What are plasmons?
In metals, light can couple to electrons to form a wave that is bound to the surface of the metal. This wave is called the surface plasmon. The surface plasmon mode is generally characterized by intense fields that decay quickly away from the interface between the metal and the surrounding environment. Surface plasmons display very important properties, including strongly enhanced local fields; tremendous sensitivity to changes in the local environment; and the ability to localize energy to tiny volumes not restricted by the wavelength of the exciting light.
Due to their unique properties, plasmons have found a broad range of applications in various areas of science. In chemistry and biology for example, the sensitivity of surface plasmons is used as the basis for powerful chemical and biochemical detectors that can monitor molecular binding events. In optics, the large field strengths of surface plasmons can dramatically enhance a variety of phenomena such as Raman scattering and light transmission through sub-wavelength apertures. In addition, the size of certain surface plasmonic configurations can be smaller than the wavelength of the exciting light, thus offering a path to scaling the sizes of optical components to below the diffraction limit.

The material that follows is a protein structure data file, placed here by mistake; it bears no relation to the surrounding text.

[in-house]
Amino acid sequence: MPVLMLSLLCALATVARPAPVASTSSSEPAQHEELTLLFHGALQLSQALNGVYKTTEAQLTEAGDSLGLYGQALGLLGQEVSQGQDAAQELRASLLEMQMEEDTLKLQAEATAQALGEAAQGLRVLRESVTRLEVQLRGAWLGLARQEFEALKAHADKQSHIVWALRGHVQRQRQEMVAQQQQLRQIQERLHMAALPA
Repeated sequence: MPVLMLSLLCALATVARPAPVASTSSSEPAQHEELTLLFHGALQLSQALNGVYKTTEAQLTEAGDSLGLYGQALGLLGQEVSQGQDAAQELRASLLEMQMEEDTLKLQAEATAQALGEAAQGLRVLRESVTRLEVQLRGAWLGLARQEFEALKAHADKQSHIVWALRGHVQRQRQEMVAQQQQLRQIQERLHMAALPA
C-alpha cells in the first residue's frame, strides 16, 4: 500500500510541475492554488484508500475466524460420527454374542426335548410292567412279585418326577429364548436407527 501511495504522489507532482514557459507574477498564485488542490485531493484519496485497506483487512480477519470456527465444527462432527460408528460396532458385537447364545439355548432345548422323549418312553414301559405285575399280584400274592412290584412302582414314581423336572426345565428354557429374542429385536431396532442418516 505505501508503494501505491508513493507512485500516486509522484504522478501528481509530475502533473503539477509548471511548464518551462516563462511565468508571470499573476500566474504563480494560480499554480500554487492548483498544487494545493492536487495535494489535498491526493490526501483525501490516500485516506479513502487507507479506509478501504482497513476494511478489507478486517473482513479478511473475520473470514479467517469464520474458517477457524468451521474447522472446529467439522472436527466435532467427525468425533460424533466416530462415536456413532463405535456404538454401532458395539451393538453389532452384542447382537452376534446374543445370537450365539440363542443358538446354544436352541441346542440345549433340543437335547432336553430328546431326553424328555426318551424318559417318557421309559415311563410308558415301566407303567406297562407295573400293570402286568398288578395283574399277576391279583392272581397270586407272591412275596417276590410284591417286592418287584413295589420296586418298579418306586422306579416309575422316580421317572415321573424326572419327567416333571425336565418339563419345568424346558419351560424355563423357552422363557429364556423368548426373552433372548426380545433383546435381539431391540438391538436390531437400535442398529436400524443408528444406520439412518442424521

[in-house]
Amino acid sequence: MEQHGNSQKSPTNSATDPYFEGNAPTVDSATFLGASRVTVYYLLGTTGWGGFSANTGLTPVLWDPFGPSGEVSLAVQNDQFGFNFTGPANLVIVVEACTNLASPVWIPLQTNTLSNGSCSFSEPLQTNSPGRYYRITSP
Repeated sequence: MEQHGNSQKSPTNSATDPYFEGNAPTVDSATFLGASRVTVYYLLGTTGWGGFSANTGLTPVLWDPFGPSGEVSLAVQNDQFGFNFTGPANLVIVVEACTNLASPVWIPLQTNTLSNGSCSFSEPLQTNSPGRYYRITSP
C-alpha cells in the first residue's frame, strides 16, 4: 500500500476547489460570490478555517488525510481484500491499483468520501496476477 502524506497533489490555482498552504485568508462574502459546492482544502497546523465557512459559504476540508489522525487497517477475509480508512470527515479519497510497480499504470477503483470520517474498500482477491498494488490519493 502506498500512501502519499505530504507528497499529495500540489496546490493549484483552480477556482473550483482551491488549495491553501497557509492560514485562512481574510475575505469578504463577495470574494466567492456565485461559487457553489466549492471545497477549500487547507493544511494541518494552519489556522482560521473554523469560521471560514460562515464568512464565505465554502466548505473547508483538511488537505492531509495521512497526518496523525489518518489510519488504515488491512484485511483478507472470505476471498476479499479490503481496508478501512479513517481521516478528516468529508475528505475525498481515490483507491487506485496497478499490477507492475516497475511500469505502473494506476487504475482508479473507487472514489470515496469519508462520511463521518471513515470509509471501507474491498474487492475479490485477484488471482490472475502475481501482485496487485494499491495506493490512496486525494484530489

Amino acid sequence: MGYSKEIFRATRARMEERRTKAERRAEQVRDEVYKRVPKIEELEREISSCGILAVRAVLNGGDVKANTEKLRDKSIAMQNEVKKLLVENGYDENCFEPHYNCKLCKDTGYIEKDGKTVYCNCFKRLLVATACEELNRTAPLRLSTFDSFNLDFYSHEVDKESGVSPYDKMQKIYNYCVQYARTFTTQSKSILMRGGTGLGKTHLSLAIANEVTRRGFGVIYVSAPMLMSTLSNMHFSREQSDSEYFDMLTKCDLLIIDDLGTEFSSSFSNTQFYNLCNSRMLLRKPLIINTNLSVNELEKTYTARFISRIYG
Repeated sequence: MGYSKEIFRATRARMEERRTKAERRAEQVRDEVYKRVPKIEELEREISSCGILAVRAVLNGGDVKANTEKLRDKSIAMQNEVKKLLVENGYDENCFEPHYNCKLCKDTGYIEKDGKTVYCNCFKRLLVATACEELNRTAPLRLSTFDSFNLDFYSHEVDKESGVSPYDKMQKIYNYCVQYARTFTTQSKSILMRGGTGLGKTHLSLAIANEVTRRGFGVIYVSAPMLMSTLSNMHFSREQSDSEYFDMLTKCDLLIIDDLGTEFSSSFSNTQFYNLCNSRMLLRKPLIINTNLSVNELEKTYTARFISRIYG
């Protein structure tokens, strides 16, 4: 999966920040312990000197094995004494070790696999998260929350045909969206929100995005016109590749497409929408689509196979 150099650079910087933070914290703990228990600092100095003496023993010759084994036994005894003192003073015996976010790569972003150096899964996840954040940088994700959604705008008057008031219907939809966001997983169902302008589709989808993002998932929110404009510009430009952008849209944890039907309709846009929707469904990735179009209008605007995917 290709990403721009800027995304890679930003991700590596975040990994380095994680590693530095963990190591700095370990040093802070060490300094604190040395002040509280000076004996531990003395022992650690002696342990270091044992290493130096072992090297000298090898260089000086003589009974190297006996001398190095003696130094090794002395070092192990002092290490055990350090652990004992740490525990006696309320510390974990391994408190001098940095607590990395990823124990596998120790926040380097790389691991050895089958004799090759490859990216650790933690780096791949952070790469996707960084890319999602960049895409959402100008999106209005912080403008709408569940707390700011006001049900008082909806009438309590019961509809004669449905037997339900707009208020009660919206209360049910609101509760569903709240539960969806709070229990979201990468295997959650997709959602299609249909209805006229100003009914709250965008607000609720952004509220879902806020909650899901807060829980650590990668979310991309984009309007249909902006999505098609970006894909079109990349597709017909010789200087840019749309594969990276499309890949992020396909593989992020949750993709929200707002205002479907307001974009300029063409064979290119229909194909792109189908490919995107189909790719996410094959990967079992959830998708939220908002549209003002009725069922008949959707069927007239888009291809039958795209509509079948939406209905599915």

Our group studies all aspects of surface plasmons and plasmon nanostructures, from integrated plasmonic waveguides to the enhancement of photodynamic processes. Surface plasmons are potentially critical enablers in many areas of nanophotonics, as their sensitivity can be leveraged for enhancing the performance of modulators, switches, chip-scale optical sensors and many other integrated optical components. The field enhancement associated with nanostructures can change the radiative environment of embedded fluorophores, quantum dots and other emitters, fundamentally changing the way such systems radiate. Spontaneous emission can be dramatically enhanced or suppressed according to the design of the plasmonic structure and the details of the field enhancement region, leading for example to ultrabright light emitting diodes. Yet another area where plasmonic components can have a critical impact is that of detectors and imaging devices. Plasmonic nanostructures can be used to form or enhance absorbing materials or pixels that can absorb light and minimize reflection with tremendous efficiency.